The thickness of the alluvium is not the only property of the aquifer that may control the elastic response. The heterogeneity of sediment type and the connectivity of permeable beds may also play a significant role. The effective time constants of flow depend on the thickness of interbeds and the vertical hydraulic diffusivity of aquitards. The petrology and grain size of sediments from well cores were cataloged in an effort to characterize the constituents of the aquifer system. Meade (1967) and Johnson et al. (1968) analyzed core samples from the Sunnyvale and San Jose extensometer sites. Fine sands and clays dominate the sediment found at the Sunnyvale site with grain sizes ranging from 0.001 to 0.2 mm. In San Jose, grain sizes were generally larger ranging from 0.004 to 1.5 mm with often abrupt transitions between fine and coarse deposits. Developing geologic cross sections from well logs can be difficult because stratigraphic units may not correlate, especially if the units have an appreciable dip. Johnson (1995) used statistical correlations between well-perforation indicators to determine the lateral extent of water-bearing units. Coarse-grained units were found to be correlated over a wider area near San Jose than in Sunnyvale with an average bed thickness of 2.5 versus 1.3 m, respectively.

Despite the difficulty in correlating units from one well to the next, well log data and hydraulic head levels at different depths identified a sequence of productive water-bearing units identified as the Agnew aquifer (CDWR, 1967; Johnson, 1995). The deposition of these units is associated with the ancestral drainage of the Coyote creek and the Guadalupe river, both of which transport sediment down the valley axis on the way to the bay (Meade, 1967; CDWR, 1967). Seasonal uplift and subsidence shown in Figure  22.1b outlines a tabular region that broadens towards the north and may reflect the seasonal recharge of the Agnew aquifer. The InSAR data is not sufficient to resolve whether recharge has occurred in the shallow or deep sequence of the Agnew aquifer. The southern end of the seasonal uplift signal is co-located with the southernmost limit of the confined zone. Recharge of the basin is accommodated through the flow of subsurface water from the Coyote valley located to the south of the Santa Clara valley. Subsurface water flows through a narrow alluvial channel between Oak Hill and the Edenvale Ridge before cascading into the deeper aquifer (CDWR, 1967).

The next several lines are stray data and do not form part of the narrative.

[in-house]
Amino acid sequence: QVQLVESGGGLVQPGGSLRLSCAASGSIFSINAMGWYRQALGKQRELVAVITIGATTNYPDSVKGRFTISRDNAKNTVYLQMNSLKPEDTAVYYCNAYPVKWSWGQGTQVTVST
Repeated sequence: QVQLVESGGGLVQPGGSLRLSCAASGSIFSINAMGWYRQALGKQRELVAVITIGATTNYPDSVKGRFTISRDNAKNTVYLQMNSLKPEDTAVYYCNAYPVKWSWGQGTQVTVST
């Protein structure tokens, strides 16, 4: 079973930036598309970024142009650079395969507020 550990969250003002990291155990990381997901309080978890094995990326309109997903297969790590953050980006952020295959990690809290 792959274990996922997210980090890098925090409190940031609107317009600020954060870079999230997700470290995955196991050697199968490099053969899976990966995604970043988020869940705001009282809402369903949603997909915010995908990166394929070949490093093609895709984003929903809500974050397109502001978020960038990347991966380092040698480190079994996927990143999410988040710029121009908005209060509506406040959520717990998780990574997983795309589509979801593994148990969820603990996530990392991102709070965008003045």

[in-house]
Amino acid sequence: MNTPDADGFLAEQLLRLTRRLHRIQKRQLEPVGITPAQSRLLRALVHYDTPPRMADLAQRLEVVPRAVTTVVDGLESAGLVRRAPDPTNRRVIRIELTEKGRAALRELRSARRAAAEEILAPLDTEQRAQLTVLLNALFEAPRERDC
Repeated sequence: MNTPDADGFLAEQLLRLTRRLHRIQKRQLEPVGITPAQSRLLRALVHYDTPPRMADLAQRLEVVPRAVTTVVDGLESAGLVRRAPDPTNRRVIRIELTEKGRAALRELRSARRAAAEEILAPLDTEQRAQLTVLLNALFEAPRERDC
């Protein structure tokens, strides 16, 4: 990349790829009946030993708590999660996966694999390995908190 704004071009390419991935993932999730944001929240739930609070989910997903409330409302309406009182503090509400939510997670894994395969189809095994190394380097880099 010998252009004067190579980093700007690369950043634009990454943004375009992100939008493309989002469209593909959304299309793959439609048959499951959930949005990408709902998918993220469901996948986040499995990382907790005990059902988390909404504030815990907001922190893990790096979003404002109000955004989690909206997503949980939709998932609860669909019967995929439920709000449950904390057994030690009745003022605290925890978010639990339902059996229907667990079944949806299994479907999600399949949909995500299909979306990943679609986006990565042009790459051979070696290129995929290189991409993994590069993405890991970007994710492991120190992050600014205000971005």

The long term uplift pattern also suggests that the permeable beds extend along stream channels to the west; however, these regions do not exhibit much seasonal deformation. The subsidence along the west side of the valley observed in Figure 4a outlines the Santa Clara formation which is traditionally characterized as the recharge zone. The coarser sediment found in the San Jose well log implies higher hydraulic conductivities. The large seasonal uplift pattern in San Jose may be explained by a system where the seasonal influx of groundwater is redistributed over short periods of time. In contrast, the aquifer north of Sunnyvale and in the Evergreen basin may be characterized by lower hydraulic conductivities because of a greater percentage of fine sediment and clay layers resulting in the slow influx of groundwater into these parts of the aquifer.

The uplift pattern observed using the InSAR time series highlights the spatial complexity of the aquifer system in the Santa Clara valley. The temporal and spatial pattern of uplift and subsidence afforded by InSAR provides important constraints on the lateral distribution of water bearing units and the time scales over which the groundwater is exchanged. Ultimately, knowing the lateral extent and connectivity of water bearing units will improve numerical studies which attempt to model the mechanics of the aquifer system.


SAR data was provided to the WInSAR Consortium by the European Space Agency (ESA) through their North American distributor, Eurimage. Original SAR data ©ESA (1992-2000). Additional data provided by an ESA (ENVISAT) data grant.


California Department of Water Resources, Evaluation of groundwater resources, South San Francisco Bay, appendix A: Geology, Bulletin 118-1, 153 pp., 1967.

Clark, W. O., Ground water in Santa Clara valley, California, U. S. Geol. Surv. Water-Supply Pap., 519, 209 pp., 1924.

Galloway, D.L., Hudnut, K.W., Ingebritsen, S.E., Phillips, S.P., Peltzer, G., Rogez, F., and P. A. Rosen, Detection of aquifer system compaction and land subsidence using interferometric synthetic aperture radar, Antelope valley, Mojave Desert, California, Water Resour. Res., 34, 2573-2585, 1998.

Hoffmann, J., Zebker, H., Galloway, D., and F. Amelung, Seasonal subsidence and rebound in Las Vegas valley, Nevada, observed by synthetic aperture radar interferometry, Water Resour. Res., 37, 1551-1566, 2001.

Johnson, A. I., Moston, R. P., and D. A. Morris, Physical and hydrologic properties of water-bearing deposits in subsiding area in central California, U. S. Geol. Surv. Prof. Pap., 497-A, 71 pp., 1968.

Johnson, N. M., Deterministic and stochastic approaches for evaluating multiple scales of Santa Clara valley hydrostratigraphy, in Sangines, E. S., Anderson, D. A., and A. V. Busing, Recent Geologic Studies in the San Francisco Bay Area, Pacific Section of the Society of Economic Paleontologists and Mineralogists, 76, 193-208, 1995.

Meade, R. H., Petrology of sediments underlying areas of land subsidence in central California, U. S. Geol. Surv. Prof. Pap., 497-C, 83 pp., 1967.

Poland, J. F., and R. L. Ireland, Land Subsidence in the Santa Clara valley, California, as of 1982, Mechanics of Aquifer Systems, U. S. Geol. Surv. Prof. Pap., 497-F,61 pp., 1988.